Nov 14, 2008

Pro-life Catholic picket of Barack Hussein Obama shill Kmiec at St. John's Seminary was a big success this past Tuesday night

The pro-life Catholic candlelight picket of St. John's Seminary in Camarillo that I mentioned would take place Tuesday night turned out to be a big success.

Kudos to everyone involved! Good job!

Good friend Kenneth Fisher reports, in a comment on my post about the event, that 40-50 pro-lifers prayed the Rosary at the seminary's main entrance and that some people who attended Barack Hussein Obama shill Kmiec's lecture thanked the pro-lifers for being there.

Thanks very much to commenter Trubador for providing a link (click on this post's title) to the next morning's report about the event in the Ventura County Star.

The paper quoted pro-life Gary Schuberg of Camarillo as saying, "Our message is that you can't in good conscience support Obama[,] because of his stance on abortion."

Could it possibly be that Kmiec expects to be rewarded for his touting of abortion extremist Barack Hussein Obama, maybe with a federal judgeship or a post at the White House or Justice Department?

Those are small rewards for turning your back on God's little preborn babies.

2 Comments:

Blogger Clayton said...

I attended the talk on Tuesday. In short, the presentation was intellectually disappointing and morally disturbing.

I don't doubt his sincerity, but I do believe he has deceived himself, and it's sobering to think of the way he may have caused others to stumble.

He spent the first ten minutes flattering the Vincentian Fathers (who hosted the event) by telling friendly stories about their community, the priest after whom the lecture series was named, etc. Tedious.

He talked about how he first met Barack, and how he had challenged him on several occasions about the life issues, but from there it devolved into a personal testimony about Barack's greatness. He had three stories, each of which I found not only unimpressive, but actually unsettling. One story had to do with Barack's response to some evangelical asking him if he thought Jesus was the way, the truth, and the life. Barack shook his head and said no. When asked for clarification, Barack said, "I would say that Jesus is MY way, but not THE way" and went on to say that he couldn't fathom that his mother, a virtuous non-believer, would not be going to heaven. Kmiec was quite taken by this response to the "fundamentalist."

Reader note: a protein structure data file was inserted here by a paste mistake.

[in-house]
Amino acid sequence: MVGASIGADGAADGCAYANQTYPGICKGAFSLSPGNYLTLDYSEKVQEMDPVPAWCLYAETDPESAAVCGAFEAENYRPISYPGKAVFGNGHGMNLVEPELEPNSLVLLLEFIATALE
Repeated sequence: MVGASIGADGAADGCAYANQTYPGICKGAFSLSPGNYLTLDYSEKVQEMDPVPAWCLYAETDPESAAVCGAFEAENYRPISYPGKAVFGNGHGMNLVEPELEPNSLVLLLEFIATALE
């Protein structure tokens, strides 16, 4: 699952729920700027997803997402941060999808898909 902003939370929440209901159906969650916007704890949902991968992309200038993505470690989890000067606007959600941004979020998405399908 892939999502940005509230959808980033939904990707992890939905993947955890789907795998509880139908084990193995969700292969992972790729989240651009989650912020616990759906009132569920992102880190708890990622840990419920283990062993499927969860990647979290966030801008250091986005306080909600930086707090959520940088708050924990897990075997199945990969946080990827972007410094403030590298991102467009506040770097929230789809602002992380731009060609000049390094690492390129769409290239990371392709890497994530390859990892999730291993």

Kmiec is, quite literally, an apostle for Barack. And he gave the impression that those who disagree with Barack just don't understand him, while he, as an eyewitness, can testify on his behalf.

Then he made a half-dozen unrelated points, none of which were terribly convincing in themselves or even corporately. He would present facts, but then interpret them in highly dubious ways. Several sets of false alternatives being presenting as angst-inducing dilemmas. Never even a mention of the concept of a third-party or protest vote.

He spoke of Chaput as an advisor and friend, which I thought was a bit unjust, given Chaput's clarification on that score.

Then he ended his lecture with several minutes of nursing his wounds from the experience of being denied communion. He described it as "the experience of being damned." He described it as a humiliation he would never get over. "I will always feel condemned for choosing a man who lives the Beatitudes." Then closed with a quote from Tolstoy: "God knows the truth, but waits."

Kmiec strikes me as a man who reasons out of his emotions. The martyr complex is especially unfortunate, but typical of a dissenter who somehow confuses prophetic witness with caving to the cultural path of least resistance.

His lecture lasted more than an hour, so there were only 10 minutes of Q&A. Three questions asked. All good questions. Didn't really feel he answered any of them satisfactorily.

He did say that if Pope Benedict were to clarify his note about "proportionate reasons," and told him that he (Kmiec) had interpreted it wrongly, he would recant his position. That, at least, impressed me. He's not beyond hope.

However, as someone else pointed out to me, "he's basically predicated his repentance on something we all know the Pope is very unlikely to do. It's not his job to micromanage the voter's conscience."

And I agree. Kmiec demands lots of answers from the Church, but almost none of Barack. Very odd.

7:42 AM  
Blogger Quintero said...

Dear Clayton,

Good to hear from you!

Thank you very much for writing this thorough account of what Kmiec said.
And you have solid, sound insights.

Everyone should read your report!

10:17 PM  

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